Aides describe a conventional speechwriting process. White House Chief of Staff John F. Kelly, policy adviser Stephen Miller, staff secretary Robert Porter and other advisers helped organize the policy priorities, while a team of White House speechwriters drafted sections — with Trump making edits with a black felt-tip pen. He impressed upon his staff how much he wanted the language to be unifying.
"He is the president of all Americans, including the millions who didn't vote for him," said presidential counselor Kellyanne Conway.
But after these occasional episodes of dignified orthodoxy, it usually is only a matter of days, or even hours, before he says something — often in a blistering tweet — to change the subject. Again and again, Trump's personal attacks or divisive pronouncements have wiped away whatever aura of statesmanship he created by reading speeches from teleprompters.
Last February, for instance, his soaring speech to a joint session of Congress about "American renewal" was widely applauded. But within a few days, he created a storm of controversy by accusing — without evidence — his predecessor, former president Barack Obama, of a Nixonian plot to have the "wires tapped" at Trump Tower during the 2016 campaign.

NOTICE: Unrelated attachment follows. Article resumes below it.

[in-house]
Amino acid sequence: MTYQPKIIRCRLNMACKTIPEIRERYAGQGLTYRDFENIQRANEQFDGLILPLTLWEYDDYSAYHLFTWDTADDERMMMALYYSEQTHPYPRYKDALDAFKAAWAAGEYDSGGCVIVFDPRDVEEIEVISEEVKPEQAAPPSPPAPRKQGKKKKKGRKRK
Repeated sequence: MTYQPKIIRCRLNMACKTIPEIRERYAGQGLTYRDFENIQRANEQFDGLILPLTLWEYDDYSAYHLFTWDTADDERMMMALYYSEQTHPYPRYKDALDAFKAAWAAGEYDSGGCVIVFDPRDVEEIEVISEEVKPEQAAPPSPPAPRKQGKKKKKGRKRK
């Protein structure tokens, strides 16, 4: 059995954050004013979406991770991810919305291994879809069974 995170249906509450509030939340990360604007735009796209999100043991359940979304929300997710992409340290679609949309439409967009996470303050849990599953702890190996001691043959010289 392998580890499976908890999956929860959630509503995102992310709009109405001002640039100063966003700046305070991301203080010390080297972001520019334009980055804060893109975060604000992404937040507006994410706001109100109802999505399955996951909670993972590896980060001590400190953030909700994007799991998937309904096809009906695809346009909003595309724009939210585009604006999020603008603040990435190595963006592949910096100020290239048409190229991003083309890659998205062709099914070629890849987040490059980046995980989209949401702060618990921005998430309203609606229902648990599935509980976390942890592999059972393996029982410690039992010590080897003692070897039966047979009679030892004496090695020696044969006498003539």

Tuesday night, the House chamber became a stage for the political plotlines that have defined American politics in the year since Trump took office.
Missing from the audience on the House floor were more than a dozen Democratic lawmakers, disproportionately members of the Congressional Black Caucus, who had announced in advance that they would boycott in protest of Trump's words and actions.
"He does not respect me or the communities I represent, so I cannot in good conscience sit idly on the House floor and listen to his scripted speech," Rep. Gregory W. Meeks (D-N.Y.) tweeted.
Meanwhile, female Democratic lawmakers wore black in solidarity with the #MeToo and #TimesUp movements that have emerged amid headlines about sexual assault by famous and powerful men.
In this setting, however, they were making an additional point — issuing a reminder that, during the 2016 campaign, Trump himself was accused of sexual misconduct by more than a dozen women and was elected nevertheless.
Members of Congress also made statements in their choice of guests they invited to watch Trump's speech from the galleries of the chamber, from survivors of the opioid epidemic to victims of gun violence.
David A. Fahrenthold and Sean Sullivan contributed to this report.